It is 8:00am July 3, 2022. Patti and I are in Maine at our cottage in Kennebunk. Next week I am off to my camp for a few days of undisturbed reading and of course fishing with Andy and Greg on East Grand Lake. This morning I take my usual drive along the ocean, Route 9 to Cape Porpoise, where I first stop to buy my coffee and New York Times. Then, it is on to my bench at the fishing dock on the Point overlooking the harbor and the inlet where the fishing boats are moored. The cashier at Bradfords is decked out in his Boston Red Socks hat and a red, white and blue flag tie. He is scowling. The man ahead of me helpfully reminds the cashier that today is a holiday and he should be smiling. With that the cashier laughs and his lips curl as he is about to say something but glancing at the long line of people he decides to keep his mouth shut. I sip away at my coffee. The early morning rush of weekenders and cyclists are here, fueling up, buying lunch and iced coffees to take down to the beach. I pick up a paper and see the newspaper rack is low, which may be a result of the reduced volume of papers delivered each day. Seems only half of what it was last year? The papers on offer still represent a relatively wide range geographically, from Boston to Portland to New York, as well as a local weekly with mostly real estate ads.
I drive the short distance to my bench on the waterfront and sigh with contentment in my solitude. I don’t feel like a conversation before I am fully caffeinated. The parking lot is empty of fishermen–unusual except today is Sunday, the day before the holiday, and the lobsters have a day off before they succumb. The wind is making my newspaper reading difficult, so I take a walk out to the dock. There are a couple of locals working the repair of the lift for a heavy catch like a tuna. The large dog in the fisherman’s truck barks at me then realizes it’s a day off and he calms down. I see among the strollers coming down the road a familiar character from last summer: the mysterious older woman who lives in the large house on the water. She is wearing a long raincoat and she makes her way up to the highest rock to scan the horizon for ships. There are none coming in and she walks back, down the road, brushing her fingers along the flowering bushes as she passes by. I think of approaching her but I recall last year she was abrupt with me when I tried to engage her. A group of cyclists stream by slowly, looking around – probably for a public restroom, of which there are none, except in the restaurants and they are not open yet.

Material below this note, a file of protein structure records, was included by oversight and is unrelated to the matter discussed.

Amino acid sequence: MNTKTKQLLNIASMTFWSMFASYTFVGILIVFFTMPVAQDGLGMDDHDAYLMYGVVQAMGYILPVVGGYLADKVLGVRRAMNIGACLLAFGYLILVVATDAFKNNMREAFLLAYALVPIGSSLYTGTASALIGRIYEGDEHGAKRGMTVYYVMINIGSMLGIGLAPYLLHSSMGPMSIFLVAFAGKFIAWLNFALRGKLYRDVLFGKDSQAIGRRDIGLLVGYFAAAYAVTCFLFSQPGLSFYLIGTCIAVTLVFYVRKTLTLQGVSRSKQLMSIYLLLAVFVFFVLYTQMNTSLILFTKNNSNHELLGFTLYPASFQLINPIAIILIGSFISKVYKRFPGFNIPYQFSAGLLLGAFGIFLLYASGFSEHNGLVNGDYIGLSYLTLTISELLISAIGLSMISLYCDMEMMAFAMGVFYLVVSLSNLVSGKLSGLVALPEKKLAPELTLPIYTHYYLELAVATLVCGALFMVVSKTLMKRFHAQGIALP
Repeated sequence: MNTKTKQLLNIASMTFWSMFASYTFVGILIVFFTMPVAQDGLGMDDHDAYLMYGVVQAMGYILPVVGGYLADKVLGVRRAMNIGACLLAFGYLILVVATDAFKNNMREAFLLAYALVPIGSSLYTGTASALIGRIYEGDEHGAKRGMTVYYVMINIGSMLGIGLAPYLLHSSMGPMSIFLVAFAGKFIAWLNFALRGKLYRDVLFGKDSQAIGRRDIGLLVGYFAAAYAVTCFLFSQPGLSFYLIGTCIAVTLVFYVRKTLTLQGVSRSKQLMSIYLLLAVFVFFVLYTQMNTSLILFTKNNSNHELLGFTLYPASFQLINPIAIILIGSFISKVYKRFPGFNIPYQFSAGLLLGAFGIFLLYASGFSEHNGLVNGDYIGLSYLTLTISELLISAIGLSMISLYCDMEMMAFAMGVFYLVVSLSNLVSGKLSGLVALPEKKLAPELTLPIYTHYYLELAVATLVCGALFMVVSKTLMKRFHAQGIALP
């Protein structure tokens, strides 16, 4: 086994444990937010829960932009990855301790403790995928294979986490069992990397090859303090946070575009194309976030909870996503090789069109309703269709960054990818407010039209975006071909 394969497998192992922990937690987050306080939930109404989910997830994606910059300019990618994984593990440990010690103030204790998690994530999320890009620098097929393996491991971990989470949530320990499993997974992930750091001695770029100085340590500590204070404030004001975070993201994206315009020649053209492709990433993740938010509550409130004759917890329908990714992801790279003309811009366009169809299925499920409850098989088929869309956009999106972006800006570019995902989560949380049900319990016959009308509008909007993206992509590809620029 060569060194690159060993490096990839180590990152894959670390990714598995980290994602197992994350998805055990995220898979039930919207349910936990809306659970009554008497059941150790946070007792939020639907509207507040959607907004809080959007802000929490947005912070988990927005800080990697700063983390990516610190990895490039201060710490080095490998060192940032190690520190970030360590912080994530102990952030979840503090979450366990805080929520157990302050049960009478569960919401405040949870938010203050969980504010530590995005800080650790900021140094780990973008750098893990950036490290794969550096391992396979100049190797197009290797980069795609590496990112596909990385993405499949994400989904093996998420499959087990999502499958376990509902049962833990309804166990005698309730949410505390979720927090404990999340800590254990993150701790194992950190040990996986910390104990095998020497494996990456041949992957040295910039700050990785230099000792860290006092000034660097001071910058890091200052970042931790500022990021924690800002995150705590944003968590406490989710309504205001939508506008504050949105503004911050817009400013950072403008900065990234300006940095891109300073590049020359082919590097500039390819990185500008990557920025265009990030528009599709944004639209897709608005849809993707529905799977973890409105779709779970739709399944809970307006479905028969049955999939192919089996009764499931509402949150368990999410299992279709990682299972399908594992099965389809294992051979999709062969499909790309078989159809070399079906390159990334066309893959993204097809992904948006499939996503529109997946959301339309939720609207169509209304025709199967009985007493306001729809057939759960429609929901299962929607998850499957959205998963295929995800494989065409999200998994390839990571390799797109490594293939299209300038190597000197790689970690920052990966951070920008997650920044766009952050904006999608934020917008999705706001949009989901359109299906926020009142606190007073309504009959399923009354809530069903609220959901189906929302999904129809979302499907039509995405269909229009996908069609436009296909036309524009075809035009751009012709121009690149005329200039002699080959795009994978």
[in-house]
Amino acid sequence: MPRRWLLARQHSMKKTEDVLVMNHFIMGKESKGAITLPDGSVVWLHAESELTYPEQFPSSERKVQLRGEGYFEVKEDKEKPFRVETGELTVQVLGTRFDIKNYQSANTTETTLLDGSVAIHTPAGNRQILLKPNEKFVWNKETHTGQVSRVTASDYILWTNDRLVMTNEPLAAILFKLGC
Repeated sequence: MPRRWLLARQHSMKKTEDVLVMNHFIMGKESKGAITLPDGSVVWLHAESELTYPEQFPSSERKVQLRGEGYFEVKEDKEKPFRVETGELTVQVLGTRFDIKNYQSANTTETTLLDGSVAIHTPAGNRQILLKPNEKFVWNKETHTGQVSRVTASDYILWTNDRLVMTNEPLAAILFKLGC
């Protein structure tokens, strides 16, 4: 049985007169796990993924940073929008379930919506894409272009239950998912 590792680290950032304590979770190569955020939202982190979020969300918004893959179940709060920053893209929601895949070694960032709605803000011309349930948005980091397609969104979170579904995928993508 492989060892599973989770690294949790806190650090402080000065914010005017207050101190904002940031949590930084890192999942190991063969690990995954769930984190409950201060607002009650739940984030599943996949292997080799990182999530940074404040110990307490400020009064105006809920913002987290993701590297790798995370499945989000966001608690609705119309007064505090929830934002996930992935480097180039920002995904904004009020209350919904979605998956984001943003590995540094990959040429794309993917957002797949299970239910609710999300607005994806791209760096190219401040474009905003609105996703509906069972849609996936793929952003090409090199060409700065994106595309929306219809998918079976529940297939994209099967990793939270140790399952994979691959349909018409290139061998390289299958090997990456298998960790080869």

The boats are like bowling pins in the harbor. The low tide makes them stand out as if on stilts. Off in the distance waves break. A single sailboat is navigating cautiously. With the tide out, Cape Porpoise is not safe sailing.
It is a glorious morning. I decide to take the top off the Bronco for the ride to our cottage. I try a new route over the backroads to Kennebunk along the ocean. There are signs offering handmade deck chairs and quilts. I would like to stop but I know I will get into a conversation that will result in the purchase of something I don’t need. I am happy and looking forward to going grocery shopping with Patti before lunch. I will email my daughters Kara and Brooke to check in. July 4th is very special to all of us as it was our anniversary – their late mother’s and mine. This year would have been our 60th.